The Creator of the Beehive Hairdo Has Died


Nedra Talley Ross, Ronnie Spector and Estelle Bennett Vann of the vocal trio the Ronettes posing circa 1964. Michael Ochs Archives/Getty Images
Nedra Talley Ross, Ronnie Spector and Estelle Bennett Vann of the vocal trio the Ronettes posing circa 1964. Michael Ochs Archives/Getty Images

The saying "the higher the hair, the closer to God" gets a little more poignant with the news that the creator of the iconic beehive hairdo, a staple of American midcentury fashion, has died at the age of 98. Margaret Vinci Heldt, who created one of the boldest designs in American hairstyle, was a Chicago stylist who influenced decades of popular style.

The beehive was one of her signatures, an elaborate evolution of the also-elevated bouffant. It added volume and drama, and lasted in popular culture well beyond the brief time it showed up in public. Though it debuted in the 1960s, it remained an icon of Western style throughout the years, sported by New Wave band the B-52's in the 1980s, Marge Simpson in the 1990s and singer Amy Winehouse in the 2000s.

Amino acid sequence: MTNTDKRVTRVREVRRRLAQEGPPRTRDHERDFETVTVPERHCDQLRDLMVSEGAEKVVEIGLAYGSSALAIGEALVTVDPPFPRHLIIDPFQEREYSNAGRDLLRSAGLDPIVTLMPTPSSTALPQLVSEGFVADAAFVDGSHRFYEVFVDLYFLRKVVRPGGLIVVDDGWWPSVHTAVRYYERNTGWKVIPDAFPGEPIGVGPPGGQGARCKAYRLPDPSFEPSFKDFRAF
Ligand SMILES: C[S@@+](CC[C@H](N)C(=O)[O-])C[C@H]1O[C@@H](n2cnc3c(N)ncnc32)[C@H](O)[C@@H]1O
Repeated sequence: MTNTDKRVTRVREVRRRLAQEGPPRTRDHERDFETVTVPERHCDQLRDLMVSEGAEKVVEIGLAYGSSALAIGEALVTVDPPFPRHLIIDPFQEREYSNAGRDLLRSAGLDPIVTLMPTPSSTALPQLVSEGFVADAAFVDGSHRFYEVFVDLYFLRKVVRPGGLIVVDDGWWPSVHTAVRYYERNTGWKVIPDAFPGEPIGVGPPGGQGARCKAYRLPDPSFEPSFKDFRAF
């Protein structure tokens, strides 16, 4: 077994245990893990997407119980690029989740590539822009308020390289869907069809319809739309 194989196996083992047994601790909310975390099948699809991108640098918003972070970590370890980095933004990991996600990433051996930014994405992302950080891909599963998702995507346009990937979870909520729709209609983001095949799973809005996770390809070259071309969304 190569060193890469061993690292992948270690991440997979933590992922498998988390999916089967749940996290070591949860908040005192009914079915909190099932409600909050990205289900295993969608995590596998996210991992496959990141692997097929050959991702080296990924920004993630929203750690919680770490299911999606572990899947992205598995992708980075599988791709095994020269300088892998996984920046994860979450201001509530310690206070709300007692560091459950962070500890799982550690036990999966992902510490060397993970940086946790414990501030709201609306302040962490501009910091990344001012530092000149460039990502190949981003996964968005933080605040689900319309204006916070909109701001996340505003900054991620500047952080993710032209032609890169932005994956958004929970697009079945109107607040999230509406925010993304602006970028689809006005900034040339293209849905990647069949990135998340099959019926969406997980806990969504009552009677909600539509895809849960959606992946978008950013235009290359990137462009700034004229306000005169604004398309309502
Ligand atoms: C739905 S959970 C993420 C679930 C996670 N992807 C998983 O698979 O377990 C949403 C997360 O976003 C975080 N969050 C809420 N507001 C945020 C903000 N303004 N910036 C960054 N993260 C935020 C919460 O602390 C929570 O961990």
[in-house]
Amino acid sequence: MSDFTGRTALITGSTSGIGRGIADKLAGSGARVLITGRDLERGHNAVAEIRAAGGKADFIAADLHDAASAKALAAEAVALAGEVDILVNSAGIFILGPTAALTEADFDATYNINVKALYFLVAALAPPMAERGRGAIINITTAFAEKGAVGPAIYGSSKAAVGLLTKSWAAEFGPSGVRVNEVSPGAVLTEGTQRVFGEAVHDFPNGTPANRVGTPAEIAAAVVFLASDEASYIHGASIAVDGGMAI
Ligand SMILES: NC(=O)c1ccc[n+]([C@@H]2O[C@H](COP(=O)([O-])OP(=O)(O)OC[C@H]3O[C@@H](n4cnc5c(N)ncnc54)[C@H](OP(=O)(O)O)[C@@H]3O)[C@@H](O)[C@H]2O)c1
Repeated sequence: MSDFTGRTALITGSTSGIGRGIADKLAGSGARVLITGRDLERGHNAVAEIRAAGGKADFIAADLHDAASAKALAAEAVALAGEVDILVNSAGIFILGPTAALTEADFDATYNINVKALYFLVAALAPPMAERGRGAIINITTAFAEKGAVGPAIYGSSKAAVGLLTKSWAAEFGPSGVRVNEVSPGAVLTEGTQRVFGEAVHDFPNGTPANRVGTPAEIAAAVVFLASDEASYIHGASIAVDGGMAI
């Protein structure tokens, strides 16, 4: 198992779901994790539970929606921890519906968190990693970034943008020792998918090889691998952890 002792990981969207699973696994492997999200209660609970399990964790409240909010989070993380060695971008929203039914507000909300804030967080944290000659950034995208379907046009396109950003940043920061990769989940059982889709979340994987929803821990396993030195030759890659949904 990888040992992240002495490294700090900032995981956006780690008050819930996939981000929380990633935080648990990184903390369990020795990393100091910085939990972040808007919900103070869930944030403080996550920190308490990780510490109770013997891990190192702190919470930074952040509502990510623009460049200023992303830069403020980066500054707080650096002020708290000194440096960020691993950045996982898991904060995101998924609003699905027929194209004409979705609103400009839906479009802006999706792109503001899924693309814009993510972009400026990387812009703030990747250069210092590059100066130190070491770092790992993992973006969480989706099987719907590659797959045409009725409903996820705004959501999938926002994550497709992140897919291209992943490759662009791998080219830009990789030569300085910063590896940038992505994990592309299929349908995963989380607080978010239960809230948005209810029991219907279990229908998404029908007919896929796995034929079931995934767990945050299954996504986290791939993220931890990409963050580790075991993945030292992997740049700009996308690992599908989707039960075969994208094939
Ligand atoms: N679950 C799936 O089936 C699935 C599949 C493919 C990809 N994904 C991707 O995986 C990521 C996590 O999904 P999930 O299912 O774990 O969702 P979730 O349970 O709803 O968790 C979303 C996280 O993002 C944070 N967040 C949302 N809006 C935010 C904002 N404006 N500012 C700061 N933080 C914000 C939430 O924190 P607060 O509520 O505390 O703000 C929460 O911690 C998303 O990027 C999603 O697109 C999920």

The style was inspired by a black velvet fez-style cap decorated with two beads that resembled bees.

"I liked that hat because, when I took it off, my hairstyle stayed in place," Heldt told the Chicago Tribune in 2010, when the Chicago History Museum commemorated the hairstyle's 50th anniversary.

Heldt, who grew up in Illinois as the daughter of Italian immigrants, gained acclaim during the 1950s thanks to her Chicago beauty shop Margaret Vinci Coiffures, the Washington Post reports. Her stylings regularly appeared in the magazine Modern Beauty Shop, the publication that in 1960 asked her to submit a new hairstyle for a new decade.

New Wave group the B-52's brought the beehive into the '80s.
New Wave group the B-52's brought the beehive into the '80s.
Lynn Goldsmith/Corbis/VCG/Getty Images

Heldt died late last week due to heart failure, her family said. "She had a zest for life, the most positive attitude," her daughter Carlene Ziegler told Reuters. "She was the life of the party right up to her last days."